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Democrats Stand Firm Against Donald Trump’s Exchange Offer

Virginia Democratic Senator Mark Warner said Democrats should not "reward the kind of behaviour of hostage-taking"

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Americans Losing faith in government. VOA

Despite President Donald Trump’s offer to end the ongoing partial government shutdown and fund a border wall in exchange for temporary protections for groups of immigrants, Democrats stood by their demand to reopen the government before negotiating about the border.

“Let’s not hold the American people, especially the federal workers, hostage to these negotiations,” South Carolina Representative Jim Clyburn, a member of Democratic leadership, told Fox News on Sunday.

“And hopefully we will open with what he has put on the table, and let’s go back and forth on this and see where we can find common ground.”

The Democratic rejection came as Vice President Mike Pence made clear on Sunday that the Republicans intended to go forward with the plan the President outlined on Saturday during a 13-minute televised speech from the White House, CNN reported.

Trump has suggested extending protections for the Deferred Action for Childhood Arrivals (DACA) programme recipients for three years and a three-year extension of protections for Temporary Protected Status (TPS) holders.

The shutdown that began on December 22, has left roughly a quarter of the government closed and forcing 800,000 federal employees furloughed or work without pay.

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Trump presses Democrats on border wall funding ahead of Senate meeting. VOA

But House Speaker Nancy Pelosi rejected it even before Trump spoke. On Sunday, the President took to Twitter to slam Pelosi for rejecting his deal.

“Nancy Pelosi and some of the Democrats turned down my offer yesterday (Saturday) before I even got up to speak. They don’t see crime and drugs, they only see 2020 – which they are not going to win. Best economy! They should do the right thing for the country and allow people to go back to work.

“No, Amnesty is not a part of my offer. It is a three year extension of DACA. Amnesty will be used only on a much bigger deal, whether on immigration or something else. Likewise there will be no big push to remove the 11,000,000 plus people who are here illegally-but be careful Nancy,” he said in a series of tweets.

Some other Democrat leaders have also slammed the President’s offer.

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New York Democratic Senator Kirsten Gillibrand, who entered the 2020 race just days ago, told CNN on Sunday that Trump’s offer of only temporary protection from deportation showed he “has no empathy” for people affected by the decision.

Virginia Democratic Senator Mark Warner said Democrats should not “reward the kind of behaviour of hostage-taking”.

Hawaii Representative Tulsi Gabbard, meanwhile, told CNN that “both sides” were responsible for the ongoing impasse and called for genuine negotiations. (IANS)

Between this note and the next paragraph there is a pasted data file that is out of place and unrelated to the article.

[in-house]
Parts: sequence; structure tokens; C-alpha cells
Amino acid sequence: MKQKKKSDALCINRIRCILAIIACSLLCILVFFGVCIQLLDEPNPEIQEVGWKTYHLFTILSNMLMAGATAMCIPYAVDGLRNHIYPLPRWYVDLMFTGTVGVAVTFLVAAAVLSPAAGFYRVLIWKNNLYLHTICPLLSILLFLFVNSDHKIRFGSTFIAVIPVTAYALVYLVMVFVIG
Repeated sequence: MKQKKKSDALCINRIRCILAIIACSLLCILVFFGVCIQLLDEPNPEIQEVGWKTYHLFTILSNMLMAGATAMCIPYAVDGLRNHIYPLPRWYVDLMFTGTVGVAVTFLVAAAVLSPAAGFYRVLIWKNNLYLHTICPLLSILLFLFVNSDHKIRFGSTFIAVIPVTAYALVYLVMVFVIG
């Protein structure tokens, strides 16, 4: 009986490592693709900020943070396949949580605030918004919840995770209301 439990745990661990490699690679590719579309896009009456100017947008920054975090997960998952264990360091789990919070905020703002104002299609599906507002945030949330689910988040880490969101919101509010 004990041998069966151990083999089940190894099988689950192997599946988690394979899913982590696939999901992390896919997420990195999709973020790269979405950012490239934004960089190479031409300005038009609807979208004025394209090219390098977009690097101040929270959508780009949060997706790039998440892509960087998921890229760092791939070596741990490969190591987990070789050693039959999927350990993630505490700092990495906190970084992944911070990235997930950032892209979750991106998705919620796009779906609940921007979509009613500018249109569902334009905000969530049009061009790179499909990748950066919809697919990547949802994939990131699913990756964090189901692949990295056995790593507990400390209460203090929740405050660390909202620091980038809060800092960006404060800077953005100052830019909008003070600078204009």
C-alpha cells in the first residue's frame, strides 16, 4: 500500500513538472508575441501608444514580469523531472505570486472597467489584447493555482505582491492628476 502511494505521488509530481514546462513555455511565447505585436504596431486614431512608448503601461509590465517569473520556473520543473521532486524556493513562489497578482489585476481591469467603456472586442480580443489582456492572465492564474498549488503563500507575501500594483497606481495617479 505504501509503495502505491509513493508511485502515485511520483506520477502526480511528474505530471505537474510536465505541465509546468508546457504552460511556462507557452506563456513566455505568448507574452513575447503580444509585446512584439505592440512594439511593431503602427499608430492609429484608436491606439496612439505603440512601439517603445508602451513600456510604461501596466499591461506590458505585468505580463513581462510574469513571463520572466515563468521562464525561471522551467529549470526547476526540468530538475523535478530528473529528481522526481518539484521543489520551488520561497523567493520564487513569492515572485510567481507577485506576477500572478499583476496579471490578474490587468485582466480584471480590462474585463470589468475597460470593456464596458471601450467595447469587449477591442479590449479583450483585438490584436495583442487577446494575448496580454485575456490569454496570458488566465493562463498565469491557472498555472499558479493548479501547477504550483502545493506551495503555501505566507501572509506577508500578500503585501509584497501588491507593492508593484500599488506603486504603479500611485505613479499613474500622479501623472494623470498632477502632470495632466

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U.S. To End Waivers For Iran Oil imports

Oil exports are a key source of revenue for Tehran, which has been hit hard by the reimposition of U.S. sanctions.

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U.S. Secretary of State Mike Pompeo (file photo)
U.S. Secretary of State Mike Pompeo. RFERL

U.S. President Donald Trump has decided not to reissue waivers in May allowing importers to buy Iranian oil without facing U.S. sanctions, the White House said in a statement on April 21.

The United States, Saudi Arabia and the United Arab Emirates “have agreed to take timely action to assure that global demand is met as all Iranian oil is removed from the market,” the White House said.

“This decision is intended to bring Iran’s oil exports to zero, denying the regime its principal source of revenue,” the statement added.

The decision means sanctions waivers for five nations, including China and India, Japan, South Korea and Turkey, won’t be renewed when they expire on May 2.

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The move is part of the Trump administration’s tough line on Iran. VOA

U.S. Secretary of State Mike Pompeo said Washington has had “extensive and productive discussions with Saudi Arabia, the United Arab Emirates, and other major producers to ease this transition and ensure sufficient supply.”

U.S. Senator Ted Cruz (Republican-Texas) applauded the end of oil waivers for Iran.

“This decision will deprive the ayatollahs of billions of dollars that they would have spent undermining the security of the United States and our allies, building up Iran’s nuclear and ballistic-missile programs and financing global terrorism,” he said.

The move is part of the Trump administration’s tough line on Iran.

“We will continue to apply maximum pressure on the Iranian regime until its leaders change their destructive behavior, respect the rights of the Iranian people, and return to the negotiating table,” Pompeo said in an April 22 statement.

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“This decision is intended to bring Iran’s oil exports to zero, denying the regime its principal source of revenue,” the statement added. Pixabay

Oil exports are a key source of revenue for Tehran, which has been hit hard by the reimposition of U.S. sanctions.

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Ahead of Washington’s announcement, an unamed Iranian Oil Ministry source told the semiofficial Tasnim news agency that the United States will fail to cut Iranian oil exports to zero.

“Whether the waivers continue or not, Iran’s oil exports will not be zero under any circumstances unless Iranian authorities decide to stop oil exports…and this is not relevant now,” Tasnim quoted the unnamed “informed source” as saying. (RFERL)